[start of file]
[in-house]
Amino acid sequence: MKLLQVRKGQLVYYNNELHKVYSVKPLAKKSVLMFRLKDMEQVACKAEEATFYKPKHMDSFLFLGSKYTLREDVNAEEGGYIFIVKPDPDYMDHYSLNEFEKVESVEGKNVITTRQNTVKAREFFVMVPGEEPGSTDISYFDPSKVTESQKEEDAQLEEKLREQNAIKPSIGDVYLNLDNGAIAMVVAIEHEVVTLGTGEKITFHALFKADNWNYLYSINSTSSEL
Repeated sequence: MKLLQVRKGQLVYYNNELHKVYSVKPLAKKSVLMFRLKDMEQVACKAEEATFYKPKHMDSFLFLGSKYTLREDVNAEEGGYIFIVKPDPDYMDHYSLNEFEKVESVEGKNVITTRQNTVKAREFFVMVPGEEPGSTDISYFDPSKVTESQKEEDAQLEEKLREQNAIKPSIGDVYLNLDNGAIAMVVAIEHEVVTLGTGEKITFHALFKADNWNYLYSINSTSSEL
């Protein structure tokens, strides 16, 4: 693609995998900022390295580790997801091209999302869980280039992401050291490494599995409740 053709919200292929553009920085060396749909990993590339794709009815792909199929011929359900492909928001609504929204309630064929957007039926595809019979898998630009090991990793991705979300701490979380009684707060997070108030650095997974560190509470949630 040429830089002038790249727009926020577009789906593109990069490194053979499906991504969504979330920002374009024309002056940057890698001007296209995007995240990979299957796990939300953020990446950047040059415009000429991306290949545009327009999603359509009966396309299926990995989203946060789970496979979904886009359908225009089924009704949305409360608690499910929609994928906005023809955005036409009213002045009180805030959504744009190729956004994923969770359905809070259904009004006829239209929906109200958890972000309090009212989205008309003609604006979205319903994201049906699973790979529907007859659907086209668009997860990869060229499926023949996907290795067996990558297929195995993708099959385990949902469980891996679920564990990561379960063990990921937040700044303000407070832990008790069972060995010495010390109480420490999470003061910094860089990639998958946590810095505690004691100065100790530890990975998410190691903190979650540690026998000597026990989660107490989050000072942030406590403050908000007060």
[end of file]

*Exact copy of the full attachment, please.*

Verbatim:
[in-house]
Amino acid sequence: MKLLQVRKGQLVYYNNELHKVYSVKPLAKKSVLMFRLKDMEQVACKAEEATFYKPKHMDSFLFLGSKYTLREDVNAEEGGYIFIVKPDPDYMDHYSLNEFEKVESVEGKNVITTRQNTVKAREFFVMVPGEEPGSTDISYFDPSKVTESQKEEDAQLEEKLREQNAIKPSIGDVYLNLDNGAIAMVVAIEHEVVTLGTGEKITFHALFKADNWNYLYSINSTSSEL
Repeated sequence: MKLLQVRKGQLVYYNNELHKVYSVKPLAKKSVLMFRLKDMEQVACKAEEATFYKPKHMDSFLFLGSKYTLREDVNAEEGGYIFIVKPDPDYMDHYSLNEFEKVESVEGKNVITTRQNTVKAREFFVMVPGEEPGSTDISYFDPSKVTESQKEEDAQLEEKLREQNAIKPSIGDVYLNLDNGAIAMVVAIEHEVVTLGTGEKITFHALFKADNWNYLYSINSTSSEL
């Protein structure tokens, strides 16, 4: 693609995998900022390295580790997801091209999302869980280039992401050291490494599995409740 053709919200292929553009920085060396749909990993590339794709009815792909199929011929359900492909928001609504929204309630064929957007039926595809019979898998630009090991990793991705979300701490979380009684707060997070108030650095997974560190509470949630 040429830089002038790249727009926020577009789906593109990069490194053979499906991504969504979330920002374009024309002056940057890698001007296209995007995240990979299957796990939300953020990446950047040059415009000429991306290949545009327009999603359509009966396309299926990995989203946060789970496979979904886009359908225009089924009704949305409360608690499910929609994928906005023809955005036409009213002045009180805030959504744009190729956004994923969770359905809070259904009004006829239209929906109200958890972000309090009212989205008309003609604006979205319903994201049906699973790979529907007859659907086209668009997860990869060229499926023949996907290795067996990558297929195995993708099959385990949902469980891996679920564990990561379960063990990921937040700044303000407070832990008790069972060995010495010390109480420490999470003061910094860089990639998958946590810095505690004691100065100790530890990975998410190691903190979650540690026998000597026990989660107490989050000072942030406590403050908000007060």